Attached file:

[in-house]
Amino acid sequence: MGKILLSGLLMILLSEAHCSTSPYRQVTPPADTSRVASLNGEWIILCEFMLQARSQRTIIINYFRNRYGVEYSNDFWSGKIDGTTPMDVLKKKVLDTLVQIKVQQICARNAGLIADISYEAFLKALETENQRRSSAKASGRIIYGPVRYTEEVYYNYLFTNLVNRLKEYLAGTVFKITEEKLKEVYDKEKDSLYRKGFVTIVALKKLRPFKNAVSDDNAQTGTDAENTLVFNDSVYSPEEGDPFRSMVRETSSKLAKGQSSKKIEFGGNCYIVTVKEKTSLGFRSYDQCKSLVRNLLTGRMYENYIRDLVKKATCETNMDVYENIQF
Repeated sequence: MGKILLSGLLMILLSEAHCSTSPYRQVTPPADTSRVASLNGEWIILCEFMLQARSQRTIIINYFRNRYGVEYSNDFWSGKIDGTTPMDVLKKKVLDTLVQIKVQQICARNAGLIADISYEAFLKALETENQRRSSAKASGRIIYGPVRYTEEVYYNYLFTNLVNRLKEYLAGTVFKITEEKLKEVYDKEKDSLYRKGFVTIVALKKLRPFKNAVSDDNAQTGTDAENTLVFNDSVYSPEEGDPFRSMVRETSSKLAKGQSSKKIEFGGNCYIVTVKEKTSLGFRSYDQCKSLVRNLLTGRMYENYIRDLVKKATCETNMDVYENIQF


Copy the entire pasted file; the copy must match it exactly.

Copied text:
[in-house]
Amino acid sequence: MGKILLSGLLMILLSEAHCSTSPYRQVTPPADTSRVASLNGEWIILCEFMLQARSQRTIIINYFRNRYGVEYSNDFWSGKIDGTTPMDVLKKKVLDTLVQIKVQQICARNAGLIADISYEAFLKALETENQRRSSAKASGRIIYGPVRYTEEVYYNYLFTNLVNRLKEYLAGTVFKITEEKLKEVYDKEKDSLYRKGFVTIVALKKLRPFKNAVSDDNAQTGTDAENTLVFNDSVYSPEEGDPFRSMVRETSSKLAKGQSSKKIEFGGNCYIVTVKEKTSLGFRSYDQCKSLVRNLLTGRMYENYIRDLVKKATCETNMDVYENIQF
Repeated sequence: MGKILLSGLLMILLSEAHCSTSPYRQVTPPADTSRVASLNGEWIILCEFMLQARSQRTIIINYFRNRYGVEYSNDFWSGKIDGTTPMDVLKKKVLDTLVQIKVQQICARNAGLIADISYEAFLKALETENQRRSSAKASGRIIYGPVRYTEEVYYNYLFTNLVNRLKEYLAGTVFKITEEKLKEVYDKEKDSLYRKGFVTIVALKKLRPFKNAVSDDNAQTGTDAENTLVFNDSVYSPEEGDPFRSMVRETSSKLAKGQSSKKIEFGGNCYIVTVKEKTSLGFRSYDQCKSLVRNLLTGRMYENYIRDLVKKATCETNMDVYENIQF